Approaches to Work Motivation

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What is motivation? - Locke and Latham, 1990
The internal force that drives an employee to action as well as the external factors that encourage that action.
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Components of motivation - Arnold et al., 2005
Direction, Effort, Persistence
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Content Theories of Motivation
Causes which motivate employees. Concerned with motives and goals. e.g. Hierarchy of needs theory, two-factor theory, ERG theory, theory of needs
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Process Theories of Motivation
Concerned with the processes which influence the way in which motivated behaviour is channelled e.g. equity theory, expectancy theory, goal-setting theory
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The Hierarchy of Needs Theory - Maslow (1954/1971)
Based on psychological needs, safety needs, belonging needs, esteem needs
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Hierarchy of Needs Theory Evaluation
Little empirical evidence, individual differences, cultural differences, generalizability
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Two-Factor Theory - Herzberg (1966/1974)
Motivator and hygiene factors
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Motivator Factors
Leads to satisfaction and need for personal growth e.g. achievement, recognition, responsibility, promotion.
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Hygiene Factors
Leads to dissatisfaction and how the work environment can arouse bad feelings e.g. pay and benefits, company policy, relationship with colleagues, supervision, job security, work conditins
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Two-Factor Theory Evaluation
A factor may not be exclusively motivator or hygiene, does not account for individual differences, assumes satisfaction = motivation, based in white collar jobs, little empirical support
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ERG Theory - Alderfer (1972)
Existence - Physiological and security needs. Relatedness - Interpersonal and social relationships. Growth - Self-actualisation needs e.g. personal development
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Theory of Needs - McClelland (1985)
Need for Achievement - desire to reach goals and accomplish tasks. Need for Power - desire to have impact and to have control over environment. Need for Affiliation - desire to form strong interpersonal ties and relations with other people.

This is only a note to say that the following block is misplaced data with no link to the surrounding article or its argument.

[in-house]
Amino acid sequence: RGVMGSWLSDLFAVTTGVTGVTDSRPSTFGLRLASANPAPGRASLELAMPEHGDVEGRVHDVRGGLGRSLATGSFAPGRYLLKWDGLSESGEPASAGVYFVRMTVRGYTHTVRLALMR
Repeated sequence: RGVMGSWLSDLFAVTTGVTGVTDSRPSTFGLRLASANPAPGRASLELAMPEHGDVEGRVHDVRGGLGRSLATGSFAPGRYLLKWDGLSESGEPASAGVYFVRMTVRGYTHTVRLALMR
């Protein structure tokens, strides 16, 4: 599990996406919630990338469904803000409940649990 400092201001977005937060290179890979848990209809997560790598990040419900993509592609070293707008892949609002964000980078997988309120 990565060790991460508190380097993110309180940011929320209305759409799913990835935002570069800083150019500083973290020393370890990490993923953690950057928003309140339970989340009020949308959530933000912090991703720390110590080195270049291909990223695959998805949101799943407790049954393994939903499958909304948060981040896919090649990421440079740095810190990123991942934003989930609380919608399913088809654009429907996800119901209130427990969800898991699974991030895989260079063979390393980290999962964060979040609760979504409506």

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Equity Theory - J.S. Adams (1963)
Based on the perception of fairness, their evaluation of the ratio of their outcomes and inputs with their colleagues e.g. payment equity
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Resolution of Inequity
Change outcomes/inputs, rationalise inequity, ensure equitable pay, ensure participative decision making, leave the organisational situation
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The Expectancy Theory - Vroom (1964)
Effort - employee believes that effort will result in acceptable performance. Performance - employee believes that acceptable performance will produce desired reward. Reward - employee values the reward
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Expectancy Theory Evaluation - Van Eerde and Thierry (1996)
Theory does not work where any of outcomes has negative valence, good prediction for behaviour, self-reported measures have been poorly constructed, compared diff people with each other rather than comparing outcomes between same person
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Goal-Setting Theory - Locke and Latham (1990)
Concerned with the relationships among goals, intentions and task performance. 4 functions of goals: regulate effort, have an energizing function, impact positively on persistence, fosters strategies.
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Applying Goal-Setting Theory
SMART goals, simplify goals, follow-up on goals progress and completion
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Applying Cont.
Coach - support with effective coaching. Feedback - provide regular constructive feedback. Implement Reward System - Monetary/promotion, recognition, social enhancements e.g. time off
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Card 2

Front

Direction, Effort, Persistence

Back

Components of motivation - Arnold et al., 2005

Card 3

Front

Causes which motivate employees. Concerned with motives and goals. e.g. Hierarchy of needs theory, two-factor theory, ERG theory, theory of needs

Back

Preview of the back of card 3

Card 4

Front

Concerned with the processes which influence the way in which motivated behaviour is channelled e.g. equity theory, expectancy theory, goal-setting theory

Back

Preview of the back of card 4

Card 5

Front

Based on psychological needs, safety needs, belonging needs, esteem needs

Back

Preview of the back of card 5
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